El País - Hiszpania

The world must strike deal with Iran and Syria, Lluís Bassets urges

The fight against the Islamic State presents the international community with a dilemma like the one it faced during the Second World War, namely that of joining forces with one dictatorship to fight another, Lluís Bassets observes in his blog for the left-liberal daily El País: "First of all the Islamic States' killing spree in Syria and Iraq must be stopped. Also for security reasons. ... The defeat of the Islamic State requires a pact with the Iran of the ayatollahs and Bashar al-Assad's dictatorship. This is the plain and hard truth. ... Like in the tragic Europe of the 1930s when the democracies had to choose between Hitler and Stalin, now they must once again choose between two unbearable evils. ... The absolute, imminent and existential threat is the terrorist caliphate. We must make our choice, or let's say choose to do things in the right order, one after another, rather than not doing anything while pretending to do everything. Action must be taken." (02/03/2015)


Magyar Hírlap - Węgry

Buda-Cash scandal raises questions

The Hungarian financial supervisory authority closed down the brokering firm Buda-Cash last week amidst suspicions that it had embezzled several hundred million euros. According to the Hungarian National Bank (MNB) Buda-Cash has been cooking its books for 15 years. The conservative daily Magyar Hírlap is surprised that the underhand dealings at Buda-Cash went undetected for so long: "The case of Buda-Cash is 'crass' in three ways. Firstly, a financial service provider that was considered transparent and not only had large capital reserves, but also a nationwide network of more than 10,000 customers has been exposed as corrupt. On top of that Buda-Cash successfully organised the stock markets launches of several companies. The latter is a key factor in that transparency is required for stock market launches. Secondly, its customers aren't just simple savers but powerful clients. ... Thirdly, how could a financial services provider get away with abuses of this huge scale? (01/03/2015)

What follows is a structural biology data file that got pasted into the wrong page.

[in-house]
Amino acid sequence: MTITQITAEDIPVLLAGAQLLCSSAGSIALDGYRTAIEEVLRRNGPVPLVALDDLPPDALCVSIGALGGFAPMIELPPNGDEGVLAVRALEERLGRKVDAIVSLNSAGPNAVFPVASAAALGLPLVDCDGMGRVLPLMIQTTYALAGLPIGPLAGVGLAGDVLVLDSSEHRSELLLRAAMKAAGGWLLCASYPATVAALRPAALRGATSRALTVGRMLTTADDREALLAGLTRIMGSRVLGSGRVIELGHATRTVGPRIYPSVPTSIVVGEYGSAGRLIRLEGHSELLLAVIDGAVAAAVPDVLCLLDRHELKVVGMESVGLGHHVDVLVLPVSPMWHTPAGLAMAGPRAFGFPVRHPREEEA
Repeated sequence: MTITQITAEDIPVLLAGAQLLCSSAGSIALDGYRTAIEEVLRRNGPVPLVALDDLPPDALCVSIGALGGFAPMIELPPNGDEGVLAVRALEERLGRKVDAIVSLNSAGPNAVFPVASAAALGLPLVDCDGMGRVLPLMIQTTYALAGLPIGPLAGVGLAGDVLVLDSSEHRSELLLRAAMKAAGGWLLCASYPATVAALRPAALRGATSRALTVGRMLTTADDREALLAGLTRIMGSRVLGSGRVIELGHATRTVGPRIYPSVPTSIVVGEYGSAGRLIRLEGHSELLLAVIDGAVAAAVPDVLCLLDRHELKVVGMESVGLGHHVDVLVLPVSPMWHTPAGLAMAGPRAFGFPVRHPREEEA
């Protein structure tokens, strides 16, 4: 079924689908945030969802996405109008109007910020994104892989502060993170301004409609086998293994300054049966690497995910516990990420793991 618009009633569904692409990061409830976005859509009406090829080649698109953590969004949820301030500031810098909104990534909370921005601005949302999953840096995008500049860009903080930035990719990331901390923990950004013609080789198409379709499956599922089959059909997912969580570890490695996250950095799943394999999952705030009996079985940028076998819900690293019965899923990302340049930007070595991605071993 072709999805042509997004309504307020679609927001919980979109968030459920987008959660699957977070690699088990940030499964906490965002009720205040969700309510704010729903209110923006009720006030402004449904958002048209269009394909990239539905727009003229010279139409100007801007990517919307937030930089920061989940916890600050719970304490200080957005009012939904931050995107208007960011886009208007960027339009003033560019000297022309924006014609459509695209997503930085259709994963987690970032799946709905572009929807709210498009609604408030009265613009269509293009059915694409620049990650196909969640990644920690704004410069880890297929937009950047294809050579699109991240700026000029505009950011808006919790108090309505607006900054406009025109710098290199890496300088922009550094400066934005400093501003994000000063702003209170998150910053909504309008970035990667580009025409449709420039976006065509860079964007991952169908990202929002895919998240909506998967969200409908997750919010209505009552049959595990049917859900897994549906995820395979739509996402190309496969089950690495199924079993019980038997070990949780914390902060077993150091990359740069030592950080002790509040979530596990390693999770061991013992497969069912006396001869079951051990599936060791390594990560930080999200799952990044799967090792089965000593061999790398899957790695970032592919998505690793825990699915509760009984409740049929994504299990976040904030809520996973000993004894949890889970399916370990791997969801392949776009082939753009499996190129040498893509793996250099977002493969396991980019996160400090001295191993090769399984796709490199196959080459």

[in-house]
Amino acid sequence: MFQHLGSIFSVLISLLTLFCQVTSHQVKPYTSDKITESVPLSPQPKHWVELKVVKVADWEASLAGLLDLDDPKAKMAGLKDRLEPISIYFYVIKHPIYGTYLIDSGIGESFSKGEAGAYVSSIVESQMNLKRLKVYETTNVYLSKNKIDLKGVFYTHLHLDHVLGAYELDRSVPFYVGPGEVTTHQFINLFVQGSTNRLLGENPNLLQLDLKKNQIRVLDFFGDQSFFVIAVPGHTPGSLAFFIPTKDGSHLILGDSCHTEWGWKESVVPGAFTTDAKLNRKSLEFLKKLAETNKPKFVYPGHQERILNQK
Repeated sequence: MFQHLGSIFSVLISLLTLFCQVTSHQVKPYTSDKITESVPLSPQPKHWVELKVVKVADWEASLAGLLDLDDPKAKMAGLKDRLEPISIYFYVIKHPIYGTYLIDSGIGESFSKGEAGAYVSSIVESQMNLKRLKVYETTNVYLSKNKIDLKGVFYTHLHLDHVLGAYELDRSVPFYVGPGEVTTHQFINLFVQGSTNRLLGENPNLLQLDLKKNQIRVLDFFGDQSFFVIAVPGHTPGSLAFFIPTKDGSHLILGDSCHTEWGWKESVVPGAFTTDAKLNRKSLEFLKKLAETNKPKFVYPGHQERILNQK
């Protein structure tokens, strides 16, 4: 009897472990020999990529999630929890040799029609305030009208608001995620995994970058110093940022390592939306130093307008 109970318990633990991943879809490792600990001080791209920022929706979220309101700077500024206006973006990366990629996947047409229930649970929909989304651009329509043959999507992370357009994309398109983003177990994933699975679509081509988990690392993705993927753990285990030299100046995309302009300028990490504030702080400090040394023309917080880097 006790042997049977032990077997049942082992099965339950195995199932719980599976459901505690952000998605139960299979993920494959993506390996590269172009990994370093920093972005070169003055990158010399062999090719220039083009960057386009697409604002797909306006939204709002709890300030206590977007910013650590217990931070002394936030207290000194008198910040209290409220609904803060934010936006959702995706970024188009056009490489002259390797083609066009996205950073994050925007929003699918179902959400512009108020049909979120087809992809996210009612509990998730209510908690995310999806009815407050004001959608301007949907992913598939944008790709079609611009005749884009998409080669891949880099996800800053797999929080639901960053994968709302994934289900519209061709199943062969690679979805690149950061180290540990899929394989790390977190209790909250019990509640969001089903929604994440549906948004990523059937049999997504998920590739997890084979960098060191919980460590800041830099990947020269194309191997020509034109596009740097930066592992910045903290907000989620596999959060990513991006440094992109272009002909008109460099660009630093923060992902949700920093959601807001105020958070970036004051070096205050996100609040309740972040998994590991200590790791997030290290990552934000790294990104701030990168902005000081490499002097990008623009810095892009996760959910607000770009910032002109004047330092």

Pohjalainen - Finlandia

Disabled punk musicians bring tolerance to ESC

The punk band Pertti Kurikan Nimipäivät (Pertti Kurikas name day) whose four members have disabilities on Saturday won the competition to represent Finland at the Eurovision Song Contest (ESC) in Vienna in May. The band could help send a message for more tolerance in Europe, the liberal daily Pohjalainen hopes: " Pertti Kurikan Nimipäivät shows that great things are possible also for people with disabilities. ... Punk originated as a protest against society. Pertti Kurikan Nimipäivät continues this tradition in an unprecedented way. They don't just sing about disabled rock musicians but are themselves the protagonists. ... Disability issues are often marginalised in public debate. Finland's representatives at the Eurovision Song Contest are already doing great work and promoting true tolerance in Europe." (02/03/2015)

La Croix - Francja

IS wants to erase non-Muslim history

With the destruction of archeological treasures in Mosul last week by the terrorist IS militia an entire chapter of cultural history is in acute danger, the Catholic daily La Croix fears: "Should one really be so upset that statues are being destroyed when at the same time the kidnapping of Assyrian Christians by IS Islamists fails to provoke a similar outcry? The answer is: yes, one should, because it is a grave offence to destroy an entire cultural heritage. ... But the real goal is to eradicate every trace of non-Muslim civilisation and wipe away everything that existed before the founding of Islam in the 7th century. This totalitarian desire is also what motivates the IS's crimes against religious minorities, and above all Christians. ... In this way 2,000 years of the history of mankind could disappear from history. The violence against people and the destruction of stone artefacts have the same tragic inspiration." (02/03/2015)